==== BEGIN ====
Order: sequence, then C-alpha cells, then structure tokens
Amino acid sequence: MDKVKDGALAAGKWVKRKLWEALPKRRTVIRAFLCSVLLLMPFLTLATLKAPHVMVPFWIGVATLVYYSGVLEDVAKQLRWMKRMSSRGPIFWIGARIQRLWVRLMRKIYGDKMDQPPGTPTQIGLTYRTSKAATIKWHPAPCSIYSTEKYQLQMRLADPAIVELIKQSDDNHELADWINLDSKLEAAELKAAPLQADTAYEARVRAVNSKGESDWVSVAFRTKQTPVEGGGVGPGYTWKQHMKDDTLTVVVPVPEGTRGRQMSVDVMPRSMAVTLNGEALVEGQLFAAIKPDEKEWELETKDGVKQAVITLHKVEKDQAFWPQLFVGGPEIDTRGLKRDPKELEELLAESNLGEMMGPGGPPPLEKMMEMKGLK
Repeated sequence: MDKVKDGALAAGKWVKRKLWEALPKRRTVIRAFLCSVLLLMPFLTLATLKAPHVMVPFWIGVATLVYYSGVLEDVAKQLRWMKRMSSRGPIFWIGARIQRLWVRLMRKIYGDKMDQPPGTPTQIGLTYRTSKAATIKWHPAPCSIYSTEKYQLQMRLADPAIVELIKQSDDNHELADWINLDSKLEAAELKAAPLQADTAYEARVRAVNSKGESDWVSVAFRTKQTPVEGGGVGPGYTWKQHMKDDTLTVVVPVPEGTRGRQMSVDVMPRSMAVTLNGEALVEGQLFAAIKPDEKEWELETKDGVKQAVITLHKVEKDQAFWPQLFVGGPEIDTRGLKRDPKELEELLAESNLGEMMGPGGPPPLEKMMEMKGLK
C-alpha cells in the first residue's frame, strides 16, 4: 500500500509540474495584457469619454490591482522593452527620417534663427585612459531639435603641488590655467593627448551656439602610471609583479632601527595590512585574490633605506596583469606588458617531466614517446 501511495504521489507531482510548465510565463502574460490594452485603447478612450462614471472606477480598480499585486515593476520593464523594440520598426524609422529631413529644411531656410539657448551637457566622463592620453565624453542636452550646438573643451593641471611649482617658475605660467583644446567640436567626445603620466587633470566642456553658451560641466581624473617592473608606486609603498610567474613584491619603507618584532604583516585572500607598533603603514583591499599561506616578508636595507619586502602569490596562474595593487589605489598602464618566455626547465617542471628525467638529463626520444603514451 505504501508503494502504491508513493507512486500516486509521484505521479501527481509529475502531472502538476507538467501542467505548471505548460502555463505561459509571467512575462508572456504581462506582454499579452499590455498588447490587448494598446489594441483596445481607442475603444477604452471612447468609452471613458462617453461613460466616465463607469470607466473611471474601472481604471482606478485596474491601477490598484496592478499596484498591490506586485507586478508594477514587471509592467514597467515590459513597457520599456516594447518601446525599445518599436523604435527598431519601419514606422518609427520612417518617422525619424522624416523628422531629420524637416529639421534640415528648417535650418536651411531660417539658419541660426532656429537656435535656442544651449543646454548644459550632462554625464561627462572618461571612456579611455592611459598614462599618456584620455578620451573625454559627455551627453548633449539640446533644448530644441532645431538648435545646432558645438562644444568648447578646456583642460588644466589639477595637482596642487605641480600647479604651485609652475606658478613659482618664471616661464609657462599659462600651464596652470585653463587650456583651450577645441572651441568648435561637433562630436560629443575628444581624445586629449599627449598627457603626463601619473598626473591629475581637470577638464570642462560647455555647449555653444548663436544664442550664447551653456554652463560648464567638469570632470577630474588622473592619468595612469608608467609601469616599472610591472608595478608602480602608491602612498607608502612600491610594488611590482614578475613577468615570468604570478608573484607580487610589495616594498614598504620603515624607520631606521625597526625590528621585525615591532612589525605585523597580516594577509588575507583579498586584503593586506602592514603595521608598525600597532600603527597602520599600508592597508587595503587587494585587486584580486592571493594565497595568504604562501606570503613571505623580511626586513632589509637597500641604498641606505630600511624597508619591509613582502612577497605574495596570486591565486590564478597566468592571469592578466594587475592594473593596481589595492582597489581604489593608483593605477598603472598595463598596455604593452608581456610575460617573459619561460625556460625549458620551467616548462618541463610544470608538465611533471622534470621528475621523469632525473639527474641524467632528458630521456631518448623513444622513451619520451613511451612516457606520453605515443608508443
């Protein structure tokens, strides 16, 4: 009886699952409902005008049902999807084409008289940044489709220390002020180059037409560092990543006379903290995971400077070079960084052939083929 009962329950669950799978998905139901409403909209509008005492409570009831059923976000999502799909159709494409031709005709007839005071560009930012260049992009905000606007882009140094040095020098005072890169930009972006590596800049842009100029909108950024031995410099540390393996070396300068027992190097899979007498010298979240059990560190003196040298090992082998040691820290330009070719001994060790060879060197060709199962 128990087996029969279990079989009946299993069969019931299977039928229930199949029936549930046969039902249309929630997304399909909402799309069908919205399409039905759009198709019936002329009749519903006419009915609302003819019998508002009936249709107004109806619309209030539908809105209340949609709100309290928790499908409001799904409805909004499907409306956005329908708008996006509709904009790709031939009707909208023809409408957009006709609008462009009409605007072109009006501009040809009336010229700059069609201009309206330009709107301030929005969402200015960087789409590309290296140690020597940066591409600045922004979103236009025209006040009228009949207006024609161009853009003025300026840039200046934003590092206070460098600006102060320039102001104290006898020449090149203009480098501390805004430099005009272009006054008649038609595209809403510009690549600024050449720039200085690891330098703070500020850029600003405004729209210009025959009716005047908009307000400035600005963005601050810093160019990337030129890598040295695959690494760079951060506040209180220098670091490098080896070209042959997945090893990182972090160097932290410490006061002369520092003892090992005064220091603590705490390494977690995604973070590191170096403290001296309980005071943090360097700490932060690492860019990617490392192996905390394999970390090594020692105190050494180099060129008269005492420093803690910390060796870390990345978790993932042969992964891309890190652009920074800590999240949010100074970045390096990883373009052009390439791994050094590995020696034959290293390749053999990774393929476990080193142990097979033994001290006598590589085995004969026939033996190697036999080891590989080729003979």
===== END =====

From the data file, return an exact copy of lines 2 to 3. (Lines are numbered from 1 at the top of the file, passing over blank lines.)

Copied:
Amino acid sequence: MDKVKDGALAAGKWVKRKLWEALPKRRTVIRAFLCSVLLLMPFLTLATLKAPHVMVPFWIGVATLVYYSGVLEDVAKQLRWMKRMSSRGPIFWIGARIQRLWVRLMRKIYGDKMDQPPGTPTQIGLTYRTSKAATIKWHPAPCSIYSTEKYQLQMRLADPAIVELIKQSDDNHELADWINLDSKLEAAELKAAPLQADTAYEARVRAVNSKGESDWVSVAFRTKQTPVEGGGVGPGYTWKQHMKDDTLTVVVPVPEGTRGRQMSVDVMPRSMAVTLNGEALVEGQLFAAIKPDEKEWELETKDGVKQAVITLHKVEKDQAFWPQLFVGGPEIDTRGLKRDPKELEELLAESNLGEMMGPGGPPPLEKMMEMKGLK
Repeated sequence: MDKVKDGALAAGKWVKRKLWEALPKRRTVIRAFLCSVLLLMPFLTLATLKAPHVMVPFWIGVATLVYYSGVLEDVAKQLRWMKRMSSRGPIFWIGARIQRLWVRLMRKIYGDKMDQPPGTPTQIGLTYRTSKAATIKWHPAPCSIYSTEKYQLQMRLADPAIVELIKQSDDNHELADWINLDSKLEAAELKAAPLQADTAYEARVRAVNSKGESDWVSVAFRTKQTPVEGGGVGPGYTWKQHMKDDTLTVVVPVPEGTRGRQMSVDVMPRSMAVTLNGEALVEGQLFAAIKPDEKEWELETKDGVKQAVITLHKVEKDQAFWPQLFVGGPEIDTRGLKRDPKELEELLAESNLGEMMGPGGPPPLEKMMEMKGLK